A Sept. 14 attack on the U.S. embassy in Tunis left 4 dead, 49 injured, several buildings looted and burnt out, and the black Salafi flag flying above the embassy grounds. In response, the ruling "moderate" Islamist party of Tunisia, Ennahda, forthrightly condemned the incident; Minister of the Interior Ali Larayedh recognized that the government "failed to protect the embassy and we should offer our apologies to the Americans." Ennahda's leader, Rachid Ghannouchi, more vehemently condemned the Salafis as a "danger" to freedom and security in Tunisia and called on a fight against them through every legal means.
The Salafi black flag flew over the U.S. embassy in Tunis on Sept. 14.
These statements reassured Americans that if long-bearded and burqa'ed crazies want to kill them, moderate-sounding Islamists in ties and hijabs are civilized, law-abiding allies. That in turn fits a policy going back to 1992 of fighting violent Islamists while cooperating with non-violent ones. Thus did American troops execute Osama bin Laden while American presidents helped Islamists reach power in Turkey and in Egypt.
Many other differences mark variant strands of Islamism: Yusuf al-Qaradawi urges conversion to win over non-Muslims, Nigeria's Boko Haram prefers to kill them. The Hizb ut-Tahrir organization aims to bring all Muslims under the rule of a universal caliphate, Turkey's Fethullahis aspire to build a national form of Islam. Egypt's Islamist president routinely wears a tie, his Iranian counterpart never does. The former Cat Stevens sings a cappella nasheeds, while Somalia's Shabab ban all music on the radio. Women may not operate a car in Saudi Arabia but they drive taxis in Iran.
Ali Larayedh, Tunisian minister of the interior and tie-wearing "moderate" Islamist.
Broadly speaking, Islamists divide into three types: (1) Salafis, who revere the era of the salaf (the first three generations of Muslims) and aim to revive it by wearing Arabian clothing, adopting antique customs, and assuming a medieval mindset that leads to religious-based violence. (2) Muslim Brothers and like types who aspire to an Islamic version of modernity; depending on circumstances, they might act violently or not. (3) Lawful Islamists who work within the system, engaging in political, media, legal, and educational activities; by definition, they do not engage in violence.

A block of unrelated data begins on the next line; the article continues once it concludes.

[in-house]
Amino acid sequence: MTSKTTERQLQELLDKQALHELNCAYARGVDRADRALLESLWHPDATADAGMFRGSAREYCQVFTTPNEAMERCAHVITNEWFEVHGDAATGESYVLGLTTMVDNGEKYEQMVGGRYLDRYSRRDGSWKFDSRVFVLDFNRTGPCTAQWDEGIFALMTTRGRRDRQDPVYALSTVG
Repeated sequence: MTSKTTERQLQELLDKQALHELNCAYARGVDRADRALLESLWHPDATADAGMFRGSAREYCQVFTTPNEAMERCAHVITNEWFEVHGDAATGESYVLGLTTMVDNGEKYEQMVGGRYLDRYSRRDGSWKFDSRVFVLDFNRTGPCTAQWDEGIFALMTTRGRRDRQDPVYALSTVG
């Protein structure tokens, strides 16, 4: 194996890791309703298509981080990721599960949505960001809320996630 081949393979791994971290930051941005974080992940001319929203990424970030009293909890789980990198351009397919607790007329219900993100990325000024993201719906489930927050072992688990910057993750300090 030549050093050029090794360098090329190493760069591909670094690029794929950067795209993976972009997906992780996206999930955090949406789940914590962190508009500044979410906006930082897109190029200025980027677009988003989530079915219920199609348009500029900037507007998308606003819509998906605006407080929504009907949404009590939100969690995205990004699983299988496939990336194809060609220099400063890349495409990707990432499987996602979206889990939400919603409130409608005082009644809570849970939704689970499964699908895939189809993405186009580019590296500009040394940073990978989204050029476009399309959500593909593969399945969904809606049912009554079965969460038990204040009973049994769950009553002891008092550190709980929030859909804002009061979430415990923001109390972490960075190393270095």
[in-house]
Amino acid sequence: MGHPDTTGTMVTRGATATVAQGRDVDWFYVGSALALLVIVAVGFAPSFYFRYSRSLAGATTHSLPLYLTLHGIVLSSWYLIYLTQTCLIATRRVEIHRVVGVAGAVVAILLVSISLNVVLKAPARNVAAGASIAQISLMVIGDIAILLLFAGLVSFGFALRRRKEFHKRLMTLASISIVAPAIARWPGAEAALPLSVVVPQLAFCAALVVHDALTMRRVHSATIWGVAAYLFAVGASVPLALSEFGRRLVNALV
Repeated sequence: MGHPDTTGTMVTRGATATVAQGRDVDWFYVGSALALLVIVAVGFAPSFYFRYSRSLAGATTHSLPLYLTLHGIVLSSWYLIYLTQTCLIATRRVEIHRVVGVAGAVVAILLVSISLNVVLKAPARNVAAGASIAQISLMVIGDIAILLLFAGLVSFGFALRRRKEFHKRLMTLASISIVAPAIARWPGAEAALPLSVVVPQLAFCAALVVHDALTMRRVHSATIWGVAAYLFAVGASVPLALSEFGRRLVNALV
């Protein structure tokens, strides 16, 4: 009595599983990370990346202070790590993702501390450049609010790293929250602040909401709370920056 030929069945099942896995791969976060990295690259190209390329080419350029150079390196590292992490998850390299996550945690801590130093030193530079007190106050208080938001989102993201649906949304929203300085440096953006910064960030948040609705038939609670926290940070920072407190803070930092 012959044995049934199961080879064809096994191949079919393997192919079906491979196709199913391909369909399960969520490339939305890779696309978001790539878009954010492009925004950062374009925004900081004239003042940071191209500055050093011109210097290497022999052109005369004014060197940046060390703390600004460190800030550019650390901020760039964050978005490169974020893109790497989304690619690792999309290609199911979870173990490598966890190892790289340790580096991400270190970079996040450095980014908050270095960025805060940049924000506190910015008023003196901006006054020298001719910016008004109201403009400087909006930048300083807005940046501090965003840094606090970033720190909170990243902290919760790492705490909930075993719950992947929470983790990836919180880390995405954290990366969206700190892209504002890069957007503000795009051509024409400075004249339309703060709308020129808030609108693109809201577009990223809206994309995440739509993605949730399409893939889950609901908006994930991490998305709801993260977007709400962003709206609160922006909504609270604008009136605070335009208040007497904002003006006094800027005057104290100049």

Ennahda leader Rachid Ghannouchi, caught on video.
Their differences are real. But they are also secondary, for all Islamists pull in the same direction, toward the full and severe application of Islamic law (the Shari'a), and they often cooperate toward this end, sometimes covertly. For example, a recently leaked video from Tunisia spectacularly links Ennahda to the embassy violence. Initially broadcast in April 2012, the video resurfaced on October 9. In it, Ghannouchi
talks tactics with young Salafis to achieve their common goals and boasts, "We've met with … the Salafis, including Sheikh Abou Iyadh."
Oh really? Abou Iyadh, whose real name is Seifallah Ben Hassine, heads Ansar al-Sharia, a.k.a. Al-Qaeda in the Arabian Peninsula. Tunisian police established a dragnet to question him about his role leading to the Sept. 14 attack. With the revelation of this meeting, the video undercuts Ennahda's condemnation of the Sept. 14 attack.
Seifallah Ben Hassine, a.k.a. Abou Iyadh, the leader of Ansar al-Sharia.
The video also shows that Ghannouchi sees Ennahda and the Salafis as allies in the effort to dominate Tunisia and implement Shari'a. He offers his Salafi listeners some strategic advice: "I tell our young Salafis to be patient ... Why hurry? Take your time to consolidate what you have gained" by creating "television channels, radio stations, schools and universities." He also admonishes them to "fill the country with associations, establish Koranic schools everywhere, and invite religious preachers."
Revealingly, Ghannouchi states that "The government is now in the hands of Islamists, the mosques are ours now, and we've become the most important entity in the country." Note the references to "ours" and "we," further confirming that he sees Ennahda and the Salafis constituting a joint force.
Ghannouchi's reaching out to Al-Qaeda fits a larger pattern. The Turkish government not only works with, IHH, an organization associated with Al-Qaeda, but it may soon join North Korea and Iran on the black list for its lax terrorism financing laws. The Council on American-Islamic Relations appears legitimate but is a terrorist-supporting front organization founded by Hamas supporters. "Moderate" British Islamists exploited terrorist incidents to increase their clout.